This workshop includes two full day trips and one half day trip. The first week, as students are immersed in the wet plate collodion process, we will visit Florence. Here, we will make a trip to the Alinari Photography Museum, where students will be exposed to the great beauty that can be accomplished using this process. We will also tour the local countryside for a half day, stopping to shoot with smaller view cameras or other devices and ending in the charming hill towns of Rote Castello and San Venzano for dinner. The second week, as we are wrapping up the salt print segment of our workshop, we will visit Bomarzo and Marmore Falls. Built by the Romans to control the flow of water into the aqueducts, Marmore has been a tourist attraction since Roman times. Described by Lord Byron in his epic work Childe Harold’s Pilgrimage, “rapid as the light the flashing mass foams shaking the abyss,” Marmore Falls has inspired generations of writers, photographers and painters. Students can join in the fun and shoot their personal film or digital cameras on this trip.

A Day in the Life…

We have a deep and intense learning experience planned for you. (see the full Workshop Itinerary on Luther Gerlach’s website here)  However, being in such a romantic environment, there is plenty of time built into the schedule to just enjoy. It is vital to our mission that you allow “la dolce vita” to seep into your artistic process as much as possible.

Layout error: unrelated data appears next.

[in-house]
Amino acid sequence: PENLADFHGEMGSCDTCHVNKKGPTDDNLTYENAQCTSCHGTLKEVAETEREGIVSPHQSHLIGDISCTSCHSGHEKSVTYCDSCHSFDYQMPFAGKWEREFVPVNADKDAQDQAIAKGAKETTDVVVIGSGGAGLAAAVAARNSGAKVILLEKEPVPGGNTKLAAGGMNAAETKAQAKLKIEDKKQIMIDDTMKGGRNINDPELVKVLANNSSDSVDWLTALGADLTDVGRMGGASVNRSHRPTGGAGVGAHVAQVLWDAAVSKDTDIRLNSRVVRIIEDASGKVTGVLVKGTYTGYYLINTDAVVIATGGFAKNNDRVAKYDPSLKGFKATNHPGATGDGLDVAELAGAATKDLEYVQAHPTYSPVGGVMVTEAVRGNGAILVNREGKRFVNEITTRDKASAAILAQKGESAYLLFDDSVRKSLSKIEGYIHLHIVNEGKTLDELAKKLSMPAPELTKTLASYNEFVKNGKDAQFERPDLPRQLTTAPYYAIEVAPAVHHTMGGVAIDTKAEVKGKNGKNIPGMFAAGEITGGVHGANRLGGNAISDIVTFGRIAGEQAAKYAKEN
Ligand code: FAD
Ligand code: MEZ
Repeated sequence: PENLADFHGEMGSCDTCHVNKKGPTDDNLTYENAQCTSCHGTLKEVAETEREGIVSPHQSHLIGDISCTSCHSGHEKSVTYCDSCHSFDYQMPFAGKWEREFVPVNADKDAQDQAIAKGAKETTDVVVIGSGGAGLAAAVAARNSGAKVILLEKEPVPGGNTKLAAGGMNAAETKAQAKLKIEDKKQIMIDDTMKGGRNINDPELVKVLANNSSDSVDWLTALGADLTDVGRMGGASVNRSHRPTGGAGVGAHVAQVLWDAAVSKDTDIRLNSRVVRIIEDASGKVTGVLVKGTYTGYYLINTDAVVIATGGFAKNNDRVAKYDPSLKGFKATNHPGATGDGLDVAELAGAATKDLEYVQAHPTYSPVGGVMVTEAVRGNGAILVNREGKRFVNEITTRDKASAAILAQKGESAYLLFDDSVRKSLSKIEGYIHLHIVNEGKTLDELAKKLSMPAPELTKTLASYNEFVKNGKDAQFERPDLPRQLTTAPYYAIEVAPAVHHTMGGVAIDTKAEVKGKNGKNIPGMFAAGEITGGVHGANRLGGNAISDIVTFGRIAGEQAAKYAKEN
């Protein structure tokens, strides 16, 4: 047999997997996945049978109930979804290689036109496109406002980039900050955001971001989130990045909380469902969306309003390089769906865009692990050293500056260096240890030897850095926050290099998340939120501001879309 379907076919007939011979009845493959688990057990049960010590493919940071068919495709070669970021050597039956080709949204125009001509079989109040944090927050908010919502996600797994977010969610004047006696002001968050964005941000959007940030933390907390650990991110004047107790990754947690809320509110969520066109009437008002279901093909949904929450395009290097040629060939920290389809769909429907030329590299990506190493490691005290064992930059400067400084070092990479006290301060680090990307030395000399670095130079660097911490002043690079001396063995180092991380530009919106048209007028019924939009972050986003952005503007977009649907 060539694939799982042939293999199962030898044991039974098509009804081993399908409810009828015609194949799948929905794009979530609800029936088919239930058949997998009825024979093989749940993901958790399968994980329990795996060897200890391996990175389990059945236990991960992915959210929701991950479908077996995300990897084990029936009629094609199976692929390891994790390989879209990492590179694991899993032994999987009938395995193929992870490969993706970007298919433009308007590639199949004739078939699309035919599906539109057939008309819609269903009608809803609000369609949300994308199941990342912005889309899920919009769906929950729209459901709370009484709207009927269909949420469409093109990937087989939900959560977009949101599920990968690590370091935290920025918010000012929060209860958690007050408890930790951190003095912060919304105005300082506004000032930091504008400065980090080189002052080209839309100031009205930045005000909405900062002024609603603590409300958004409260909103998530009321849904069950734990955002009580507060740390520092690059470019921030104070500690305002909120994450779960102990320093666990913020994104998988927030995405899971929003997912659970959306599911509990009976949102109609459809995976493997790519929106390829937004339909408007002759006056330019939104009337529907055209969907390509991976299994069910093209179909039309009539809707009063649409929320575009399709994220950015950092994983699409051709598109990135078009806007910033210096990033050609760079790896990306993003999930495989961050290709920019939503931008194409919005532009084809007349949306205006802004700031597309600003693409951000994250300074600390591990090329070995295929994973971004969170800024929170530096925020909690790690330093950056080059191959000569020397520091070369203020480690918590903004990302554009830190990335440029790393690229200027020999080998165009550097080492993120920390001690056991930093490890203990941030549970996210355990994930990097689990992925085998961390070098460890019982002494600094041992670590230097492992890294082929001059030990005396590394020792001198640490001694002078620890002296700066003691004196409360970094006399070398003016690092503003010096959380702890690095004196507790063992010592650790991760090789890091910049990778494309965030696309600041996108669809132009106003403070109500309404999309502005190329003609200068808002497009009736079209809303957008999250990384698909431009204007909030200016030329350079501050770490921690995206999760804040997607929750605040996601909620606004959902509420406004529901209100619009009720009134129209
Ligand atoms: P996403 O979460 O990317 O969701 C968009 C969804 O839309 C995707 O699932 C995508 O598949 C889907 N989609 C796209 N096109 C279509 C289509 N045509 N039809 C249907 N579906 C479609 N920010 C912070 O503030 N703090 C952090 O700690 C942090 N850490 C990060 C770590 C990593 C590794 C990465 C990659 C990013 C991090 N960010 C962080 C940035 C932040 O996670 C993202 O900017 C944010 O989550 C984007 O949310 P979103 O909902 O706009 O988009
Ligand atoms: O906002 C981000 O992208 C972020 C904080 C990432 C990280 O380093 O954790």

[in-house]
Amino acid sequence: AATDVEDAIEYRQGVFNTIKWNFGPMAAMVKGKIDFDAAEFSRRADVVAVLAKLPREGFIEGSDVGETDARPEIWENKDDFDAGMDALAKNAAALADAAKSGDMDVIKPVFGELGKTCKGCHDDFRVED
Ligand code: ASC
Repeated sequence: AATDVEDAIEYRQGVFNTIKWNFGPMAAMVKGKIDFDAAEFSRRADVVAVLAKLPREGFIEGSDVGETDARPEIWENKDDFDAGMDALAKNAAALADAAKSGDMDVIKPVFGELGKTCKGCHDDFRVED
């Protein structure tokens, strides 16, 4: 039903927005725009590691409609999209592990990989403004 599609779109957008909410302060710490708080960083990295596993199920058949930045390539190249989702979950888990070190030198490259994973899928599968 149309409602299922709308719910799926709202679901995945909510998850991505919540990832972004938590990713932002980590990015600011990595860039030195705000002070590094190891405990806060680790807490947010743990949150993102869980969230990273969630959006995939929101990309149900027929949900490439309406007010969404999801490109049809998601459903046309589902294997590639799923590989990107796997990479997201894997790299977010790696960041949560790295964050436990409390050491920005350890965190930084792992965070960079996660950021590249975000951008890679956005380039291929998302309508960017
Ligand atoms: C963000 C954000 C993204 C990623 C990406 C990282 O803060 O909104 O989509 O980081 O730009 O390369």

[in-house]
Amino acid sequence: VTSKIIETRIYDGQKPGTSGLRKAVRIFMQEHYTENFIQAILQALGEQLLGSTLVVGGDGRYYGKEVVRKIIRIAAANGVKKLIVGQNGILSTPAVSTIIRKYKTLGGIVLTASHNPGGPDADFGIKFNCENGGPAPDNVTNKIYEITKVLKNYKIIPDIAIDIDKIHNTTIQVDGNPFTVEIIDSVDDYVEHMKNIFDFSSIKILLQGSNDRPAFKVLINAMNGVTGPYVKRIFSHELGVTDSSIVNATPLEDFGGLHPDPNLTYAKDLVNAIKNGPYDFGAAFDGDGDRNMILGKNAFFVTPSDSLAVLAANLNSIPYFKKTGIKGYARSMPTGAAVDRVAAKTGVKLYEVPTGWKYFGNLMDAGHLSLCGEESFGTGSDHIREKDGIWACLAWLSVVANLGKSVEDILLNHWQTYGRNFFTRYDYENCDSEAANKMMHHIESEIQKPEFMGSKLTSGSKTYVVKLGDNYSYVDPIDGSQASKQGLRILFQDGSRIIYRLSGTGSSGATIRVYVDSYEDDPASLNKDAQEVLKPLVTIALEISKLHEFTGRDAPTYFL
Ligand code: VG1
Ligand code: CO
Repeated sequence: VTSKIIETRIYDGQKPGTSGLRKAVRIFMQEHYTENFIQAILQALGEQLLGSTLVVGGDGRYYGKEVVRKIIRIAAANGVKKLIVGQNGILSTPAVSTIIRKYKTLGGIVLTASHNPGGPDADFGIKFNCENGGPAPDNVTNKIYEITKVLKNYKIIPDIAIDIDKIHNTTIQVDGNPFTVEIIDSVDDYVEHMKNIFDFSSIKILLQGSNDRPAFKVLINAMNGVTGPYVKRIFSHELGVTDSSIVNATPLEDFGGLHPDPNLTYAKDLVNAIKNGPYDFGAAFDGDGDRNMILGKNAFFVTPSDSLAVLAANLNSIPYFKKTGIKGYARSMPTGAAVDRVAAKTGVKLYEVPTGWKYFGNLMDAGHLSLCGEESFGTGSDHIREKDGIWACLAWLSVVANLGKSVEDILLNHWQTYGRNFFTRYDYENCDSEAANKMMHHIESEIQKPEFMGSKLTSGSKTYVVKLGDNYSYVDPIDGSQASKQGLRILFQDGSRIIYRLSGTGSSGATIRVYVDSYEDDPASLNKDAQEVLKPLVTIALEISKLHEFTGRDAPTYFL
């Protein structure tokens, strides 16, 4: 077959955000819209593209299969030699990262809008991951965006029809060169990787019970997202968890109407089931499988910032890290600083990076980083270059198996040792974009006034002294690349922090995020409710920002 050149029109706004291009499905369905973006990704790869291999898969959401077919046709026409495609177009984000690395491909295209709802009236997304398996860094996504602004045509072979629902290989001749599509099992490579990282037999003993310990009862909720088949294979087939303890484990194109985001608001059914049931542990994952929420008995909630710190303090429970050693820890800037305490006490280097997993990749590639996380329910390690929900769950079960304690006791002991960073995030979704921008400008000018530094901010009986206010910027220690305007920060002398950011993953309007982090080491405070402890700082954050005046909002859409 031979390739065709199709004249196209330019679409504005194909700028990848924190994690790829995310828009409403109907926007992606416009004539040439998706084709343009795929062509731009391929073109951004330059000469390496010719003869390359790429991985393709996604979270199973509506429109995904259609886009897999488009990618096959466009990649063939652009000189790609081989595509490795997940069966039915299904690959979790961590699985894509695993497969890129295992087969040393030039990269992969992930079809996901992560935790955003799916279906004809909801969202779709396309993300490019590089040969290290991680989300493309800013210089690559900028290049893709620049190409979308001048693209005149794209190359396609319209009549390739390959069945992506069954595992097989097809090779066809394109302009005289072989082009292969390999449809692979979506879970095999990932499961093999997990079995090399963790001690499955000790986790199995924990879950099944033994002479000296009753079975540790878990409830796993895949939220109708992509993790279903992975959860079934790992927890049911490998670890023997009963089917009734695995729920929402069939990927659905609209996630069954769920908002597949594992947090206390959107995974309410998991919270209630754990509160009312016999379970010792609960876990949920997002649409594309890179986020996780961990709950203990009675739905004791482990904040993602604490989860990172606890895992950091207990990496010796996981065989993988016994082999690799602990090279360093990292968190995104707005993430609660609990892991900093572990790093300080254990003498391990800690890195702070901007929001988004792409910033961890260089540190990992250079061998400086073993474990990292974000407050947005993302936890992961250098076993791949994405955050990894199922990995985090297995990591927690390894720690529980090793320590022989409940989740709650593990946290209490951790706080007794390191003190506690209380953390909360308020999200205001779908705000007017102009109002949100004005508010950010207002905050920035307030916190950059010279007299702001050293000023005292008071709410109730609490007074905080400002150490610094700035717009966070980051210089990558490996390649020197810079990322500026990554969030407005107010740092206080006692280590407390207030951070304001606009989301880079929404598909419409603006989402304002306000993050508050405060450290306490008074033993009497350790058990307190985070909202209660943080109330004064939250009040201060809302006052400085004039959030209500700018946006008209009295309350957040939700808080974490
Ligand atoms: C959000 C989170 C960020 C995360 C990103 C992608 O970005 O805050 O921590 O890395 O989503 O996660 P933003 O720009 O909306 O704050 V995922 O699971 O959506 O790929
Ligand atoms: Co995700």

Workshop Days


A typical Umbrian breakfast is served at 8 AM and is available until 9 AM. Students will be in class from 9 AM to 12 PM, with an hour to wrap up or relax before lunch. Lunch will be served in the common room from 1 PM to 2 PM. Afternoons will typically be less structured, designed to facilitate and supervise individual work. In the hours between 6 PM and 8 PM, program participants and local people alike gather in the piazza outside of the Bar Centrale for bitters, coffee or a glass of wine, and join in conversation about the day’s activities. From 8 PM to 9 PM we have dinner on the terrace, often followed by an evening talk, slide presentation on a Visiting Artists’ work or a film (as announced). These occur in the common room or in the Teatro Concordia on Tuesdays.


€2450 for all inclusive ICA
€750 instructor fee
€140 materials fee
€3,340 total amount payable to ICA
Note: this is all inclusive as follows.
Family friendly accommodations are available.